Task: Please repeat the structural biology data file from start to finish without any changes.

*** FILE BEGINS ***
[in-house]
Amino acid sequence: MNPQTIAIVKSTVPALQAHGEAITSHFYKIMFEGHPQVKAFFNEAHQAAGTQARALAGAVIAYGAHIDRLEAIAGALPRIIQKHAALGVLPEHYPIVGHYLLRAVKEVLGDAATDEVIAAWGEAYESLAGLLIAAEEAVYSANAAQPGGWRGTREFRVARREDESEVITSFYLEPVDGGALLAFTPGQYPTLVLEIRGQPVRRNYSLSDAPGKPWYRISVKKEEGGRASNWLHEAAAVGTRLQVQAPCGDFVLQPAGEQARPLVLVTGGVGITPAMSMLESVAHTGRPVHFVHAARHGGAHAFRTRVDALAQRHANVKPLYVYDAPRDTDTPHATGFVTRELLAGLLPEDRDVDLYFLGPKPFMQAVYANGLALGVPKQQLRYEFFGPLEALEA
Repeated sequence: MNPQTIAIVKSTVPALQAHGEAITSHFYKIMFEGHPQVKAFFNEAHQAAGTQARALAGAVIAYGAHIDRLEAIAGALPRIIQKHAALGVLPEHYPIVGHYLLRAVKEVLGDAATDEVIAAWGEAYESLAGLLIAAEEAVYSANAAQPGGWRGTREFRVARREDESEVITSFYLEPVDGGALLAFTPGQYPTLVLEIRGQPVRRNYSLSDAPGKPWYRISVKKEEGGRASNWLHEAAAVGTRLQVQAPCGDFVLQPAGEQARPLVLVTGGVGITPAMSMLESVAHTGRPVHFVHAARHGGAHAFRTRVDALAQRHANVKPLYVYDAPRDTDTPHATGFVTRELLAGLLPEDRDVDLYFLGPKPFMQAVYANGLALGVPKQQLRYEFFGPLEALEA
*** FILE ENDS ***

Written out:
[in-house]
Amino acid sequence: MNPQTIAIVKSTVPALQAHGEAITSHFYKIMFEGHPQVKAFFNEAHQAAGTQARALAGAVIAYGAHIDRLEAIAGALPRIIQKHAALGVLPEHYPIVGHYLLRAVKEVLGDAATDEVIAAWGEAYESLAGLLIAAEEAVYSANAAQPGGWRGTREFRVARREDESEVITSFYLEPVDGGALLAFTPGQYPTLVLEIRGQPVRRNYSLSDAPGKPWYRISVKKEEGGRASNWLHEAAAVGTRLQVQAPCGDFVLQPAGEQARPLVLVTGGVGITPAMSMLESVAHTGRPVHFVHAARHGGAHAFRTRVDALAQRHANVKPLYVYDAPRDTDTPHATGFVTRELLAGLLPEDRDVDLYFLGPKPFMQAVYANGLALGVPKQQLRYEFFGPLEALEA
Repeated sequence: MNPQTIAIVKSTVPALQAHGEAITSHFYKIMFEGHPQVKAFFNEAHQAAGTQARALAGAVIAYGAHIDRLEAIAGALPRIIQKHAALGVLPEHYPIVGHYLLRAVKEVLGDAATDEVIAAWGEAYESLAGLLIAAEEAVYSANAAQPGGWRGTREFRVARREDESEVITSFYLEPVDGGALLAFTPGQYPTLVLEIRGQPVRRNYSLSDAPGKPWYRISVKKEEGGRASNWLHEAAAVGTRLQVQAPCGDFVLQPAGEQARPLVLVTGGVGITPAMSMLESVAHTGRPVHFVHAARHGGAHAFRTRVDALAQRHANVKPLYVYDAPRDTDTPHATGFVTRELLAGLLPEDRDVDLYFLGPKPFMQAVYANGLALGVPKQQLRYEFFGPLEALEA